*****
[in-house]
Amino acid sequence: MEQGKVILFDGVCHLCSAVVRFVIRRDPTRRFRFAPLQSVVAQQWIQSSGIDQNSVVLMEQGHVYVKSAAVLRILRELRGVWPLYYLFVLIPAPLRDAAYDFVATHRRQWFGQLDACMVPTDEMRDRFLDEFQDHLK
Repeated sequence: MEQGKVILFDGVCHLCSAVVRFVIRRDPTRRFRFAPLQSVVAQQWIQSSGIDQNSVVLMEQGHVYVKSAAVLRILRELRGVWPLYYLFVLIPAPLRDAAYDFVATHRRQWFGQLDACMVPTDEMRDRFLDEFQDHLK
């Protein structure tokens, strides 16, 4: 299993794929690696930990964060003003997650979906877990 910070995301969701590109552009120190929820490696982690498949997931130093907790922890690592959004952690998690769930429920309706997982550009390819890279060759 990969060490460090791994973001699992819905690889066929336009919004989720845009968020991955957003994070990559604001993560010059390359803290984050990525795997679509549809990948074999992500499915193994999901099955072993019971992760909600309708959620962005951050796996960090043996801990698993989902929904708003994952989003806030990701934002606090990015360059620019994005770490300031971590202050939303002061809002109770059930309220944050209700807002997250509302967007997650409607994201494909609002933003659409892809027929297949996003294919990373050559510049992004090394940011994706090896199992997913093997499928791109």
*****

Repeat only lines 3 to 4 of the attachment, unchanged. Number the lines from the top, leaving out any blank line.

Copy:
Repeated sequence: MEQGKVILFDGVCHLCSAVVRFVIRRDPTRRFRFAPLQSVVAQQWIQSSGIDQNSVVLMEQGHVYVKSAAVLRILRELRGVWPLYYLFVLIPAPLRDAAYDFVATHRRQWFGQLDACMVPTDEMRDRFLDEFQDHLK
């Protein structure tokens, strides 16, 4: 299993794929690696930990964060003003997650979906877990 910070995301969701590109552009120190929820490696982690498949997931130093907790922890690592959004952690998690769930429920309706997982550009390819890279060759 990969060490460090791994973001699992819905690889066929336009919004989720845009968020991955957003994070990559604001993560010059390359803290984050990525795997679509549809990948074999992500499915193994999901099955072993019971992760909600309708959620962005951050796996960090043996801990698993989902929904708003994952989003806030990701934002606090990015360059620019994005770490300031971590202050939303002061809002109770059930309220944050209700807002997250509302967007997650409607994201494909609002933003659409892809027929297949996003294919990373050559510049992004090394940011994706090896199992997913093997499928791109």